‘The League of Extraordinary Gentlemen: Century 2009’ Review

And thus we reach the end of the longest, most dragged out, most mind-boggling, obscure, source reference chapter of Alan Moore’s ongoing series set in a world populated entirely by fictional characters. The series undoubtedly peaked early, with the first two volumes featuring the original line-up of Mina Murray, Allan Quartermain, Invisible Man, Dr. Jekyll, Mr. Hyde and Captain Nemo butting heads with Professor Moriarty, Fu Manchu, Dr. Moreau and the Martians. The action was imaginative, the design was lovely and whilst you may not be able to put a name to each of the references it was great fun trying to puzzle them out.

Whilst the design and artwork of Kevin O’Neill remained at the high standard over The Black Dossier and Century, they stories and characters started to go off the deep end. The concept had been elevated to the level of lunacy with references being so obscure that most forums addressing the topic still can’t seem to pin them all down. The principal cast remain interesting and there’s some characters we’d still like to see more of (such as the members of the 1910 League).

Stepping into the modern day with Century 2009 we see the conclusion to the third volume once again hitting its stride. Focus of the characters remains with Orlando, Mina and Allan dealing with the rise of the Anti-Christ – the identity of whom is truly fitting for the modern era of fantasy writing (we’ll remain spoiler free until the final paragraph). With such a simple thrust to the narrative it moves along at a brisk pace and has a satisfying conclusion. Noticing details in the background is as fun as it used to be with posters for ‘Who Dat Ninja?’ and NWH to spot, and even a cameo from the Matt Smith and William Hartnell versions of The Doctor walking side by side. The different James Bonds working together in MI5 under Emma Peel is also a nice touch to the canon. While the first two chapters of this volume have been scattershot in quality this conclusion ranks among the best stories in the franchise. Hopefully the Tales of the League of Extraordinary Gentlemen will manifest in the near future so we can enjoy the adventures of the expanded universe, especially Gulliver’s League.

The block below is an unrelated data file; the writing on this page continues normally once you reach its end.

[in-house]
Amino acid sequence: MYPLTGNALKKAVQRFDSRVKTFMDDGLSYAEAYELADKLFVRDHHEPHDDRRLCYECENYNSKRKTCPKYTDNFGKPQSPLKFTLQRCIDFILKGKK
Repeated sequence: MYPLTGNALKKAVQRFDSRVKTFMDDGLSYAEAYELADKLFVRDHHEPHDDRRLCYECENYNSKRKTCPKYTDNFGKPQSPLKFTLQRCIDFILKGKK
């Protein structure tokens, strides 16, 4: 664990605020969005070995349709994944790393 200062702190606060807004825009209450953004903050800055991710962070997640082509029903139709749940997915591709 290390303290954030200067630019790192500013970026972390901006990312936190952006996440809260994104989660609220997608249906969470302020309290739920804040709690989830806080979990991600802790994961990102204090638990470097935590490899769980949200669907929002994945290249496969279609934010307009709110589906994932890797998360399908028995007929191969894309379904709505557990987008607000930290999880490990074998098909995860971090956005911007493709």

Once you finish this chapter, which concludes with the Anti-Christ being revealed to be a Lovecraftian fifteen foot Harry Potter shooting lightning out of his wang while battling Mary Poppins, you’re left wondering whether you’ve just read a work of genius or a the product of a deranged mind finally let of the hook.